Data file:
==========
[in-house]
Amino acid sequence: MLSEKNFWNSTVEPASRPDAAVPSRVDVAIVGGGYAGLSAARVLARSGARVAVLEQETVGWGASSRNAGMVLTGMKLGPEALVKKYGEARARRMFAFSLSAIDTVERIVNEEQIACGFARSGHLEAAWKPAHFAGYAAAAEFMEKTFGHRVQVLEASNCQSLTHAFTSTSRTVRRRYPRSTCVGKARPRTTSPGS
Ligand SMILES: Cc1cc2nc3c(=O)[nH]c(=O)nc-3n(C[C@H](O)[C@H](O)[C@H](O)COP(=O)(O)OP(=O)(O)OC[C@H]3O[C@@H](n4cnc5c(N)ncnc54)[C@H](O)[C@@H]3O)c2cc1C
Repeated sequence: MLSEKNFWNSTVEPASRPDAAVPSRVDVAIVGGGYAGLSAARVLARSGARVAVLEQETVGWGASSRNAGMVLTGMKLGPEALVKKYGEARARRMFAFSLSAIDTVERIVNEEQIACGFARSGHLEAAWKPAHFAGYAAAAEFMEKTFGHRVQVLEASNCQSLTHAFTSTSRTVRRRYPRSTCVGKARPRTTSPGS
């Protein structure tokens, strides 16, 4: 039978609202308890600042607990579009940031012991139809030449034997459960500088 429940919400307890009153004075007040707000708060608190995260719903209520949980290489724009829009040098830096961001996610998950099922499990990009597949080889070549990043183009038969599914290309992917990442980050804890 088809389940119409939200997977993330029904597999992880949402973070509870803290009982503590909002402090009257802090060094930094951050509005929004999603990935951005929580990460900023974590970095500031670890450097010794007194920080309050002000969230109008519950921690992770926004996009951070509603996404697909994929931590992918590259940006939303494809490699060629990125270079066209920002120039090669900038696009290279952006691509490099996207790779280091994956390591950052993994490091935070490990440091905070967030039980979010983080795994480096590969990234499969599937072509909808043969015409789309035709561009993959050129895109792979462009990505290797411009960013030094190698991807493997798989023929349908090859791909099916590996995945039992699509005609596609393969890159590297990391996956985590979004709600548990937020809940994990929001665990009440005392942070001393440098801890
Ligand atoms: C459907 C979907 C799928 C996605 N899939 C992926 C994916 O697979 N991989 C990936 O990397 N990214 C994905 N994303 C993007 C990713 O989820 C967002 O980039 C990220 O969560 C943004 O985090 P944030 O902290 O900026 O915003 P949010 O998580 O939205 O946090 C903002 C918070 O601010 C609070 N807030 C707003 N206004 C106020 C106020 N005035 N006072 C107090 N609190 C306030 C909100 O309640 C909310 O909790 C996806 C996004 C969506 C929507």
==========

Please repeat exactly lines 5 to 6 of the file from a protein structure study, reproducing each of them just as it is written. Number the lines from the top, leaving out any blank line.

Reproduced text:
């Protein structure tokens, strides 16, 4: 039978609202308890600042607990579009940031012991139809030449034997459960500088 429940919400307890009153004075007040707000708060608190995260719903209520949980290489724009829009040098830096961001996610998950099922499990990009597949080889070549990043183009038969599914290309992917990442980050804890 088809389940119409939200997977993330029904597999992880949402973070509870803290009982503590909002402090009257802090060094930094951050509005929004999603990935951005929580990460900023974590970095500031670890450097010794007194920080309050002000969230109008519950921690992770926004996009951070509603996404697909994929931590992918590259940006939303494809490699060629990125270079066209920002120039090669900038696009290279952006691509490099996207790779280091994956390591950052993994490091935070490990440091905070967030039980979010983080795994480096590969990234499969599937072509909808043969015409789309035709561009993959050129895109792979462009990505290797411009960013030094190698991807493997798989023929349908090859791909099916590996995945039992699509005609596609393969890159590297990391996956985590979004709600548990937020809940994990929001665990009440005392942070001393440098801890
Ligand atoms: C459907 C979907 C799928 C996605 N899939 C992926 C994916 O697979 N991989 C990936 O990397 N990214 C994905 N994303 C993007 C990713 O989820 C967002 O980039 C990220 O969560 C943004 O985090 P944030 O902290 O900026 O915003 P949010 O998580 O939205 O946090 C903002 C918070 O601010 C609070 N807030 C707003 N206004 C106020 C106020 N005035 N006072 C107090 N609190 C306030 C909100 O309640 C909310 O909790 C996806 C996004 C969506 C929507």